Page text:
Named as an acronym for all five Great Lakes (Huron, Ontario, Michigan, Erie and Superior), HOMES Brewery in Ann Arbor, Michigan is an experience done right. Every facet of the brewery has been carefully considered by owner Tommy Kennedy, from the German-style glassware to the menu of Asian street-style food. And we haven’t even mentioned the beer program, headed by former Right Brain Brewery head brewer Nick Panchame.
District 96 Beer Company
Honestly, we tried NOT to add another Hudson Valley brewery, but the region has been sprinkled with magic beer dust — or is that lupulin powder? Either way, we’re giving District 96 a nod. Founded in New City, New York by John Potenza, the brewery specializes in American-style ales, brewed by former New England Brewing Company brewer Chase Planson. Just for fun, the brewery has a slight political bend that pokes fun at both sides of the fence — YUUUUGE is a 6.4% ABV IPA made with “the BEST water and the BEST hops in the BEST country.” The brewery’s food menu comes from The Burger Loft, Potenza’s original project that adjoins the brewery.
In 1966, Pierre Celis revived the Belgian Witbier at Hoegaarden in Belgium. In 1992, he founded Celis Brewery in Austin, Texas. In 2001, Celis Brewery closed. In 2017, Christine Celis re-opened the brewery that her father founded. The brewery will make their famed Celis White, and has one of the coolest bars we’ve ever seen, made from a turn of the century, hand beaten copper kettle.
New Park Brewing
We’ve been to Hartford, Connecticut, and until now we haven’t had too many fantastic things to report. But that’s changing — New Park Brewing, founded by John Doyle, Tom Atkins, and Alex Dee, has us raving. The West Hartford joint brews a wide variety of clean beers, from IPAs to a Belgian Dubbel and an Oatmeal Milk Stout, and in June they released Afterglow, a raspberry Berliner Weisse that marked the first installment of the their Blender series of fruited sours. During their opening weekend in March, the brewery sold out so quickly that they closed for two weeks in order to catch up on production.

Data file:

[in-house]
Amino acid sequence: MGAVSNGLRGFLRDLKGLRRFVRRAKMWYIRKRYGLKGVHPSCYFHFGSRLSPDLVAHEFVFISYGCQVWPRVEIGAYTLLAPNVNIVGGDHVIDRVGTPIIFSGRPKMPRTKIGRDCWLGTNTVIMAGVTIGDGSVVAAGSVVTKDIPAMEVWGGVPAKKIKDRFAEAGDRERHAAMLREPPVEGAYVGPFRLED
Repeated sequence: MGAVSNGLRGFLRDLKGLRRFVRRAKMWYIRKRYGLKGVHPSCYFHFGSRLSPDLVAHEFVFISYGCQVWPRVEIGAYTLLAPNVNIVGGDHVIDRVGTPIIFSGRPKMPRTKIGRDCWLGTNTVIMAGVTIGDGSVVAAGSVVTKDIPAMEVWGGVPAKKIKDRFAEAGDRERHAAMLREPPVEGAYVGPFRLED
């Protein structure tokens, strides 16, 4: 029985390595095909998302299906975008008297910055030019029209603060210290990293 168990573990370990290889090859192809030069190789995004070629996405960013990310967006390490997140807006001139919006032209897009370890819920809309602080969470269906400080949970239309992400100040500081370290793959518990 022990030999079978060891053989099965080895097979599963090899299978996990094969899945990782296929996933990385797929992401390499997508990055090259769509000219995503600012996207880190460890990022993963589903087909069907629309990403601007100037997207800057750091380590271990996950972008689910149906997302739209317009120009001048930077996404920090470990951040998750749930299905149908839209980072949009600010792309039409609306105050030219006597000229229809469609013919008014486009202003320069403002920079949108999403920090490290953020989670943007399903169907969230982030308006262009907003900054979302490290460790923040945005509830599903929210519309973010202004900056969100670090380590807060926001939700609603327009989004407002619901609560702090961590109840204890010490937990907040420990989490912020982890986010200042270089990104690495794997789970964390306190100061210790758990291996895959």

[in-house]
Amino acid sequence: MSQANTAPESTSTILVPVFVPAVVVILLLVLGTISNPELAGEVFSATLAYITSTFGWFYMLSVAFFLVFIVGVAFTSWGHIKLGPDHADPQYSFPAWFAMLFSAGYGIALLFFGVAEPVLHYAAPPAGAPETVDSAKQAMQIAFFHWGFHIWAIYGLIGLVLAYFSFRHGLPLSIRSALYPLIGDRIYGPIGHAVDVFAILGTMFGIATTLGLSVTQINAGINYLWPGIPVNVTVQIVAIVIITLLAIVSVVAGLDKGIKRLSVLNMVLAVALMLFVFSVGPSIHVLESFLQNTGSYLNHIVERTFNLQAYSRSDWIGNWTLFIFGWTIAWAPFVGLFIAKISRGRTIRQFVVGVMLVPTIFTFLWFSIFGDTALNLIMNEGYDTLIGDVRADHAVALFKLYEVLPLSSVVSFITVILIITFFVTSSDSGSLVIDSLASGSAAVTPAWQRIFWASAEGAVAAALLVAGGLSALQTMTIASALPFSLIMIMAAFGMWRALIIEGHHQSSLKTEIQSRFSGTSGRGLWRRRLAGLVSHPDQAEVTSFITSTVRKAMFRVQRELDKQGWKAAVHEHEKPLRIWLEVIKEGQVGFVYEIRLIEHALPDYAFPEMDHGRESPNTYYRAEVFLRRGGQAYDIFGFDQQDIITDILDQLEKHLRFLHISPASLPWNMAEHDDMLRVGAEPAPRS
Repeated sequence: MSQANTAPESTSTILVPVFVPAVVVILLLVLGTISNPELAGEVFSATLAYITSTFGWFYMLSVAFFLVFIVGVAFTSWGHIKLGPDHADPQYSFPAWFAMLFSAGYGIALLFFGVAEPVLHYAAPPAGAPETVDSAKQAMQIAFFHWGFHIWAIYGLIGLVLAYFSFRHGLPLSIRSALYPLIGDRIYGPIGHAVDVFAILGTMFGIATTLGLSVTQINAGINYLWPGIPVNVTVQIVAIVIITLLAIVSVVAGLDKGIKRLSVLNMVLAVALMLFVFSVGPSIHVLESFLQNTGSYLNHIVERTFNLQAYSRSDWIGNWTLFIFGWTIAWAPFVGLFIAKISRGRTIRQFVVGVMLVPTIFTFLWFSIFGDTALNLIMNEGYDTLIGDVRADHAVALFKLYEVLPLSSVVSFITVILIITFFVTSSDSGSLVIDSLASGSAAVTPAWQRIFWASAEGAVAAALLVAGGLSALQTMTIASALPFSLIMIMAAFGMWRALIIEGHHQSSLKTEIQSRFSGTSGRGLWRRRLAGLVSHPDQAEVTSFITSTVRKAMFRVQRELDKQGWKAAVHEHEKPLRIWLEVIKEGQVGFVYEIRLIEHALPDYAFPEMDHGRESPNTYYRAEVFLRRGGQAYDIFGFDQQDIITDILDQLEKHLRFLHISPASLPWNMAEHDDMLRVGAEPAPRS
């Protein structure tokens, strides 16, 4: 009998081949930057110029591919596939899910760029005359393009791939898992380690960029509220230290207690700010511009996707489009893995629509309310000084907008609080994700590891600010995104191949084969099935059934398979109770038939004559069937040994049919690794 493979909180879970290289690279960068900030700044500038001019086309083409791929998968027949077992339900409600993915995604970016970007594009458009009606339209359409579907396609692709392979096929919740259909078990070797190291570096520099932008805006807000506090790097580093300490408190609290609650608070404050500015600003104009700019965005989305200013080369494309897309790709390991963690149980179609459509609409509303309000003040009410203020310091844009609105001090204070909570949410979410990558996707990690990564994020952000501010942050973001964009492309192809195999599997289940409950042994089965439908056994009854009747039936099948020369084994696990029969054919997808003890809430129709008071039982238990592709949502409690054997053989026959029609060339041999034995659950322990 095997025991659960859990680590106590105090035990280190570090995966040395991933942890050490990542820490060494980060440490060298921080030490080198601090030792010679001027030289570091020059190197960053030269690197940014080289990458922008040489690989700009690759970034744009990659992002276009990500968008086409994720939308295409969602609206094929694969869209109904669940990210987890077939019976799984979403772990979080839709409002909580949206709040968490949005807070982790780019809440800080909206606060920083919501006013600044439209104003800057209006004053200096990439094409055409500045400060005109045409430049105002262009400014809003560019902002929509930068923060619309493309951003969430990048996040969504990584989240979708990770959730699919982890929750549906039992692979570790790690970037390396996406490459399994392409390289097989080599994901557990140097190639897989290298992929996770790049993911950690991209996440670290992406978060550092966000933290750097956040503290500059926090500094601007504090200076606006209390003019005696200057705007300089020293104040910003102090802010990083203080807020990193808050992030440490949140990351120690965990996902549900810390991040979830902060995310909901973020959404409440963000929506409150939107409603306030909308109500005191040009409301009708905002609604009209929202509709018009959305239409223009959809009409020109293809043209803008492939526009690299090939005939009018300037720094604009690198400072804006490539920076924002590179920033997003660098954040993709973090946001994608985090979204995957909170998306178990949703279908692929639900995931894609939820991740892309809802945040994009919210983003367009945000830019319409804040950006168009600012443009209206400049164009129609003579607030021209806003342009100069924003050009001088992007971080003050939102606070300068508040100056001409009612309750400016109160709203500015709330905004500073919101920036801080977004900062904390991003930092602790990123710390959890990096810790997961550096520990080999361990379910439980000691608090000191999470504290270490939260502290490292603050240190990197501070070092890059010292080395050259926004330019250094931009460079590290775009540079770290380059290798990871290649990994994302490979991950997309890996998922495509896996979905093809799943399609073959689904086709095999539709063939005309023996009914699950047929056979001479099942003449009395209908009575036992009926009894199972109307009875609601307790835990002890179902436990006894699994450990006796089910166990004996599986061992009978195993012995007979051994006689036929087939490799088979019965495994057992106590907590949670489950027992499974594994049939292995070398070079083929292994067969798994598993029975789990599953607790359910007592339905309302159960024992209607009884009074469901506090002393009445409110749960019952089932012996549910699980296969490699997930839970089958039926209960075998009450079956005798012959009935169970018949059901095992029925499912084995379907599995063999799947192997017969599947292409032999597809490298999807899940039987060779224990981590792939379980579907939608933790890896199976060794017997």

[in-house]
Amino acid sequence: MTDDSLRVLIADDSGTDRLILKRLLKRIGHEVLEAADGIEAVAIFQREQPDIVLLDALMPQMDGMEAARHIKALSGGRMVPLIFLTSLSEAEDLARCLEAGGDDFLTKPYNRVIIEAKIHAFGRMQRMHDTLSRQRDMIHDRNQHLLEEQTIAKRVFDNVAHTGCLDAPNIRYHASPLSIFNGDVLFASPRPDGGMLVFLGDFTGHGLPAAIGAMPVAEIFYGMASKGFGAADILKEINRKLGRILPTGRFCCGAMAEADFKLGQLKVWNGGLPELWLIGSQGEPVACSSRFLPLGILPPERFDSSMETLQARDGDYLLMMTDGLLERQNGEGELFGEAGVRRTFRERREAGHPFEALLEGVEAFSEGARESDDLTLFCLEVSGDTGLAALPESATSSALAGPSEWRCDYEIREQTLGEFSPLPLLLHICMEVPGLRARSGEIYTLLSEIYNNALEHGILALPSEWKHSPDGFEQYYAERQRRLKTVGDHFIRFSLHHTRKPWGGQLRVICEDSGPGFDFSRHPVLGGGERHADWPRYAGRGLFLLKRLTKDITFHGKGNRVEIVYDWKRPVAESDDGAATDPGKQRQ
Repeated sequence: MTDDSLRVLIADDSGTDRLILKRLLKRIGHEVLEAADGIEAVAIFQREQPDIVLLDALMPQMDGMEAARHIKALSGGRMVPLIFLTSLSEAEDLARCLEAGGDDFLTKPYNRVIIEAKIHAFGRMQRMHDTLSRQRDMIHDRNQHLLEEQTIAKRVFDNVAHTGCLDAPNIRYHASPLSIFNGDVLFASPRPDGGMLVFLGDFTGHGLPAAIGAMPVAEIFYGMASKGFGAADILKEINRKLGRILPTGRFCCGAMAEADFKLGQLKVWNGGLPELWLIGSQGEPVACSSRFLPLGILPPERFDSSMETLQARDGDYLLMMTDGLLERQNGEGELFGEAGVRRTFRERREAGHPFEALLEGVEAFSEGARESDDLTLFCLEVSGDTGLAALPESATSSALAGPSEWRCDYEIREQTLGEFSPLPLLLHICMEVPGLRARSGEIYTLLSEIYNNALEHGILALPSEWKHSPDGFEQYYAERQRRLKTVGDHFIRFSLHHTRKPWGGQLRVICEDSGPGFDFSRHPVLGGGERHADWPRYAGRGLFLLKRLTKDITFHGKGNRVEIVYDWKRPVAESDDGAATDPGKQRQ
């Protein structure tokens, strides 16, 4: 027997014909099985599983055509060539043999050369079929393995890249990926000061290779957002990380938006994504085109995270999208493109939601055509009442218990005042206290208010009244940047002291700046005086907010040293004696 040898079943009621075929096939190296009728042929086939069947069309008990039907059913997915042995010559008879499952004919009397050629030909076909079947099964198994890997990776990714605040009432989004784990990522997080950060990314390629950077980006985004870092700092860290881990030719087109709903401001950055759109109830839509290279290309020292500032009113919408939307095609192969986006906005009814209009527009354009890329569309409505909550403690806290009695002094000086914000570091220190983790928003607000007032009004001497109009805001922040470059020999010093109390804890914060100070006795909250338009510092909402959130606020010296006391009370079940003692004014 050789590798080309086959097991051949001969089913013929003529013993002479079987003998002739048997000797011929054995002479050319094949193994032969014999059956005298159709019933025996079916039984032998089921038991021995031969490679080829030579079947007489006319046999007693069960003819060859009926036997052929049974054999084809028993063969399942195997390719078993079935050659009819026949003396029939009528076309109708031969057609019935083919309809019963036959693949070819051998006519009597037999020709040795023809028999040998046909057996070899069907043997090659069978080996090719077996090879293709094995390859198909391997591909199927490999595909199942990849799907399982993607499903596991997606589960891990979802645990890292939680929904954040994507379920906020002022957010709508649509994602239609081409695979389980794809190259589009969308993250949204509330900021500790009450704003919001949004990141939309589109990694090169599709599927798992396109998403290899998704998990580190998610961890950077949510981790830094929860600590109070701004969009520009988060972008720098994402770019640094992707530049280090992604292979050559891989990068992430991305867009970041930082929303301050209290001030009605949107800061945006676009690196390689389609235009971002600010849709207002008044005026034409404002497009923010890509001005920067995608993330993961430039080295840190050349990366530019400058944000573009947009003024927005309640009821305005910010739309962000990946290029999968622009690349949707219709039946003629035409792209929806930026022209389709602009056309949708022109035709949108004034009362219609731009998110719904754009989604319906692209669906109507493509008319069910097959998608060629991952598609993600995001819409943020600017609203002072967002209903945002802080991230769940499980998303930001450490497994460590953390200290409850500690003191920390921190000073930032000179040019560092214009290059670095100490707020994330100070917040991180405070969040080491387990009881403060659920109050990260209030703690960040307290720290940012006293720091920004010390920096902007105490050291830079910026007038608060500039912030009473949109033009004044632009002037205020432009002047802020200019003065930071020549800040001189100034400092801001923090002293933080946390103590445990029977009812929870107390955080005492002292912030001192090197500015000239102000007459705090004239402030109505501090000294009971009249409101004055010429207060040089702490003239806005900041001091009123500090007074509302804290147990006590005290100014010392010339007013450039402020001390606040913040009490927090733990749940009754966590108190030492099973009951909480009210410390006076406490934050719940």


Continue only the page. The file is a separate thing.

Fox Farm Brewery
We love a farmhouse brewery that’s actually on a farm. Located 35 minutes from Hartford, 2 hours from Boston, and 2.5 hours from New York City, Fox Farm sits on a 30 acre parcel of land, and the brewing operation itself is housed in a 1960s barn. “From the soils come the spoils,” reads their motto, and they specialize in a variety of delicate styles, including IPAs, lagers, and farmhouse ales.
Reach Break Brewing
2017 has been a great year for juicy IPAs, thick stouts, saisons, and sours, and that’s exactly what Reach Break Brewing of Astoria, Oregon will make. The brewery is owned by brothers Josh and Jared Allison, both avid homebrewers — Jared also rounded out his education at Ninkasi Brewing, among others.
Green Cheek Beer Co.
Over the past few years, Noble Ale Works in Anaheim has become one of Southern California’s hottest destinations. Much of the credit goes to Head Brewer Evan Price, who left Noble earlier this year to found Green Cheek Beer Co. with former noble CFO Brian Russo. The duo took over their space from the now-defunct Valiant Brewing and began making the same types of IPAs that made Noble famous. Both sour and wild ales and adjunct stouts are in the works.